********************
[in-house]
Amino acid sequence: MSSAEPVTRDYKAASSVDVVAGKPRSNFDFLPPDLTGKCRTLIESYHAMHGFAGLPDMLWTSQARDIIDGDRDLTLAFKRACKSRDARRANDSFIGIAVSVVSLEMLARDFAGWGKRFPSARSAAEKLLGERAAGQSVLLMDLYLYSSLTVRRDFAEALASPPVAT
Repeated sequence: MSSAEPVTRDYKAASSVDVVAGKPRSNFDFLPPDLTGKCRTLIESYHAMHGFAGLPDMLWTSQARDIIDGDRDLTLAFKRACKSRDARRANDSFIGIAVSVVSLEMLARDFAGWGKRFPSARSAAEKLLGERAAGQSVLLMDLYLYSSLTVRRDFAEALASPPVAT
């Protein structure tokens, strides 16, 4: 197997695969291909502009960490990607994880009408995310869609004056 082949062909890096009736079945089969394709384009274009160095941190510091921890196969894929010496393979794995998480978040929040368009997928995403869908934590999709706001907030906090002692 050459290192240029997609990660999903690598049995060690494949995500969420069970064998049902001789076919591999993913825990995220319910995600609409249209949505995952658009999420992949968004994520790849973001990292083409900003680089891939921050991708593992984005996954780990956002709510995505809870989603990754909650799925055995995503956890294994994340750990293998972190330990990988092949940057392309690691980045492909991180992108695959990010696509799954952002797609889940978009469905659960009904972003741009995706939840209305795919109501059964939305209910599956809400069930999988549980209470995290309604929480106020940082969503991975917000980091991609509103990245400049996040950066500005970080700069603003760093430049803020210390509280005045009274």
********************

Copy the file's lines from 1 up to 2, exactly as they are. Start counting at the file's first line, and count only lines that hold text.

[in-house]
Amino acid sequence: MSSAEPVTRDYKAASSVDVVAGKPRSNFDFLPPDLTGKCRTLIESYHAMHGFAGLPDMLWTSQARDIIDGDRDLTLAFKRACKSRDARRANDSFIGIAVSVVSLEMLARDFAGWGKRFPSARSAAEKLLGERAAGQSVLLMDLYLYSSLTVRRDFAEALASPPVAT